+4 Votes
  • Gr
      14th of Sep, 2012
    Best Best Advice

    I had the same thing happen to me recently. I contacted customer support. After providing some basic information, I was told I'd be sent an envelope and some information by mail so I could send the batteries and my device to Duracell for "examination". I was told the device would be returned to me in approximately 6 to 8 weeks. Well, the package arrived today. Inside the package was a coupon for a free 8-pack of batteries and a form requiring my signature to acknowledge that I understand my device will be "thoroughly examined" and cannot be returned to be because "the examination will destroy the product". You have got to be kidding me! Shouldn't they be examining their leaky batteries instead of the $250 digital recorder that was destroyed by their defective batteries? How does destroying my recorder help me? How does this resolve anything? If anything, it would appear they're doing nothing but destroying the evidence. Did they honestly think they could resolve this with an 8-pack of batteries? I assure you, they've lost a 30+ year customer over this. I'm extremely disappointed. Photo attached.

    +6 Votes
  • Na
      8th of Dec, 2016

    @Greg_P Same with me. I bought expensive Lumiere battery operational candles, have 6 high end, another 6-10 less expensive copycats. Limited editions too. Change batteries in the every January after Christmas...every single battery leaked. Livingroom clock, flashlights, my Sony Sureshot camera, etc etc...I changed 11lbs of batteries the other day, most had leaked. Furious??? YES. Send all my ruined things in? Are they going to pay for the moving van and replace it ALL...what about my vintage holiday decorations??

    +1 Votes
  • Ho
      24th of Sep, 2012


    I also have an audio recorder (Tascam DR-40) damaged by Duracell batteries. However mine were NiMH batteries that somehow overheated (I did not put them in backwards) and melted the battery door. Should I not bother with sending the device back? I also am leery of their form of the "examination will destroy the product." Did you send it back?

    +3 Votes
  • Gr
      24th of Sep, 2012

    Hojong, I did not send them my digital recorder. Remember, there's no guarantee Duracell will reimburse me for any damages. So, if they refuse to reimburse me for the digital recorder their leaky batteries destroyed AND they destroy or refuse to return the digital recorder to me I'd be left with absolutely nothing. Then what can I do?

    0 Votes
  • Ps
      31st of Oct, 2012

    I have experienced the EXACT SAME THING over the SAME TIME PERIOD so bubble busters or not all I can say is I JUST hung up the phone from a lady at Duracell and they are send Call Tags for my equipment. however it really doesn't help when you need something and find out that its full off a nice alkaline powder that'll eat holes in your clothes... and before some chimes in about THAT not being true go put on a tux and play around with a few and ignore the dust. If it'll eat the wiring away in a device silk is a piece of cake.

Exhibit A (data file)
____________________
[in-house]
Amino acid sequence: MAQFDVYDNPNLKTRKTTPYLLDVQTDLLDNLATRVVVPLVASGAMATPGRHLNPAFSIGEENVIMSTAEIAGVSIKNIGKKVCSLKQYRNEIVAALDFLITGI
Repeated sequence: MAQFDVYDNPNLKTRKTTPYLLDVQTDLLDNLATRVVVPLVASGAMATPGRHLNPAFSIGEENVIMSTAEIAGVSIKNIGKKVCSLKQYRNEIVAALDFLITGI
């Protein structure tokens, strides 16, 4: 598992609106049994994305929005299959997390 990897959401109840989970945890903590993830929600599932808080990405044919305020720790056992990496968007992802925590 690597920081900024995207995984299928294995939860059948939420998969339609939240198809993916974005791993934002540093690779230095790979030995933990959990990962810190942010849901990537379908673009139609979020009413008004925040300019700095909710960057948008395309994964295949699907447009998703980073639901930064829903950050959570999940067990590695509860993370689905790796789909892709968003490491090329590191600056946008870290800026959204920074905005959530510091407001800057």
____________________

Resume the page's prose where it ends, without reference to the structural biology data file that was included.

Wasn't until I began writing this that I realized I forgot to mention tho the really nice lady doing her job about a device for the list. Yes a LIST as I've been bagging these batteries and devices for awhile now. Last 2 years so add that to the original post and how many years are we spanning? I already had one go around with them on a device ... a Weather Direct system which is not cheap. They paid me for it and sent me coupons which I would have thrown away had I known the next 2 years were gonna be such a powder fest!

    My list of Logitech gear like A Harmony Remote ($90.00) that i never got to use because the batteries that expire 3 years from now ruined it fast! Before I even figured out the programming but then I'm rather slow (figuratively speaking) but we'll skip that part. The a Logitech "EASY CALL" wireless mouse keyboard and audio center that runs $100 or more. Another Logitech wireless USB remote which at this point I began to wonder about what Logitech and Duracell have against each other.? A couple clocks which I did throw away but kept the batteries. More Weather Direct devices... the sensors which the wiring was eaten away. Funny... the one they replaced using their free batteries got the same treatment. You ever buy a Fluke DVM (Digital Multi-meter)? I have. Wish I still had one.

    I work in electronics. I know my stuff. I'm also a musician that works with power supplies daily since the mid 70's. I also do custom mod work on guitars and outboard gear. In the midst of being nice to the lady, picking up batteries I think are illegal to mail I forgot to mention the latest .find. I have a 1978 Fender Stratocaster worth about $4, 000 now. I'd done some mods to it and it required a 9 volt. Imagine my thoughts as I opened it up to see a powered 9 Volt sitting next to a custom made pre-amp nestled inside a $4, 000.00 guitar. How what joy. You think I'm sending THAT in? HA! But I will take a picture and include it. Along with a repair bill. Then I know without looking there's another 20 year old brand new Jackson Charvel Telecaster which is worth quite a bit that has the same pre amp in it. With a 9 volt Duracell that my money says leaked all over inside the cavity. Another repair and pictures to include.